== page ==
Finger-stick whole blood HIV-1/-2 home-use tests are more sensitive than oral fluid-based in-home HIV tests

PLoS One. 2014 Jun 27;9(6):e101148. doi: 10.1371/journal.pone.0101148. eCollection 2014.


Background: Several countries have recently recommended the expansion of anti-human immunodeficiency virus (HIV) antibody testing, including self-testing with rapid tests using oral fluid (OF). Several tests have been proposed for at-home use, but their diagnostic accuracy has not been fully evaluated.

Objective: To evaluate the performance of 5 rapid diagnostic tests for the detection of anti-HIV-1/2 antibodies, with 4 testing OF and 1 testing whole blood.

Methods: Prospective multi-center study in France. HIV-infected adults and HIV-uninfected controls were systematically screened with 5 at-home HIV tests using either OF or finger-stick blood (FSB) specimens. Four OF tests (OraQuick Advance Rapid HIV-1/2, Chembio DPP HIV 1/2 Assay, test A, and test B) and one FSB test (Chembio Sure Check HIV1/2 Assay) were performed by trained health workers and compared with laboratory tests.

Results: In total, 179 HIV-infected patients (M/F sex ratio: 1.3) and 60 controls were included. Among the HIV-infected patients, 67.6% had an undetectable HIV viral load in their plasma due to antiretroviral therapy. Overall, the sensitivities of the OF tests were 87.2%, 88.3%, 58.9%, and 28% (for OraQuick, DPP, test A, and test B, respectively) compared with 100% for the FSB test Sure Check (p<0.0001 for all comparisons). The OraQuick and DPP OF tests' sensitivities were significantly lower than that of the FSB-based Sure Check (p<0.05). The sensitivities of the OF tests increased among the patients with a detectable HIV viral load (>50 copies/mL), reaching 94.8%, 96.5%, 90%, and 53.1% (for OraQuick, DPP, test A, and test B, respectively). The specificities of the four OF tests were 98.3%, 100%, 100%, and 87.5%, respectively, compared with 100% for the FSB test.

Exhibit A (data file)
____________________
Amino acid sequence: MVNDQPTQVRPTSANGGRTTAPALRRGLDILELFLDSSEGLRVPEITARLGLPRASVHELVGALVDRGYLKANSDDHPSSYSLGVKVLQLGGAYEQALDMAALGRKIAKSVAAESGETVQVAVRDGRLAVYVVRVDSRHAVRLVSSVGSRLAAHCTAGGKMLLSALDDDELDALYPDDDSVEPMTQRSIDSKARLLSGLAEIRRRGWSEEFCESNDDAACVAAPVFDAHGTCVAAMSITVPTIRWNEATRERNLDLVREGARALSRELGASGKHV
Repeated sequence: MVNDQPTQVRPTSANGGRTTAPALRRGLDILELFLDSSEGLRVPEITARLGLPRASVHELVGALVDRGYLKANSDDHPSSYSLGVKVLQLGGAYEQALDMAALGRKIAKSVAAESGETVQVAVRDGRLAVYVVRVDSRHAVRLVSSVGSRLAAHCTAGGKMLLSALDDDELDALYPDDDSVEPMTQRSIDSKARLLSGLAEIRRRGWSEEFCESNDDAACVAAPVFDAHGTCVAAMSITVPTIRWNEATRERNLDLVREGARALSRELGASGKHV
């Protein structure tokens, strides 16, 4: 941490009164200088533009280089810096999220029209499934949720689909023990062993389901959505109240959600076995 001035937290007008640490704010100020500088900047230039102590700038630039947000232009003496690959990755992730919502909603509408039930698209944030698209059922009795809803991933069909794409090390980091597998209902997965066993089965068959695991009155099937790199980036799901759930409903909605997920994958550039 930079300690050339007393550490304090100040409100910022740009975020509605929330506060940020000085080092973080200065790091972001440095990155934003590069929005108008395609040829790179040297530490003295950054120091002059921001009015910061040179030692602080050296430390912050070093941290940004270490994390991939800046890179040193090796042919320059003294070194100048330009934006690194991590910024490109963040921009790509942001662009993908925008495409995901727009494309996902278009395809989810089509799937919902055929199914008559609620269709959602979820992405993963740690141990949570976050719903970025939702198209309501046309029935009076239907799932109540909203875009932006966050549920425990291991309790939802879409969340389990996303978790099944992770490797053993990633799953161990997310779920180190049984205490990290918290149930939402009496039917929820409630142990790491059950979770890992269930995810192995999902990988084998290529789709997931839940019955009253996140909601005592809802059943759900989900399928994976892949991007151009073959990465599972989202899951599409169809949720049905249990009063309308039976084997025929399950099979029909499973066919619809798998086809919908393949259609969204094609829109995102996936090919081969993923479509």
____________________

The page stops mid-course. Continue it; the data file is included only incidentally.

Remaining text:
Conclusion: An evaluation of candidates for HIV self-testing revealed unexpected differences in performance of the rapid tests: the FSB test showed a far greater reliability than OF tests.

Publication types

  • Comparative Study
  • Evaluation Study
  • Research Support, Non-U.S. Gov't

MeSH terms

  • AIDS Serodiagnosis / methods*
  • Adult
  • Case-Control Studies
  • Female
  • Fingers / blood supply*
  • HIV Antibodies / blood
  • HIV Infections / diagnosis*
  • HIV-1 / immunology
  • HIV-2 / immunology
  • Humans
  • Male
  • Reagent Kits, Diagnostic*
  • Saliva / virology*
  • Self Administration*
  • Sensitivity and Specificity


  • HIV Antibodies
  • Reagent Kits, Diagnostic

Grant support

This study was funded internally from the Centre Hospitalier Régional d'Orléans. The funders had no role in study design, data collection and analysis, decision to publish, or preparation of the manuscript.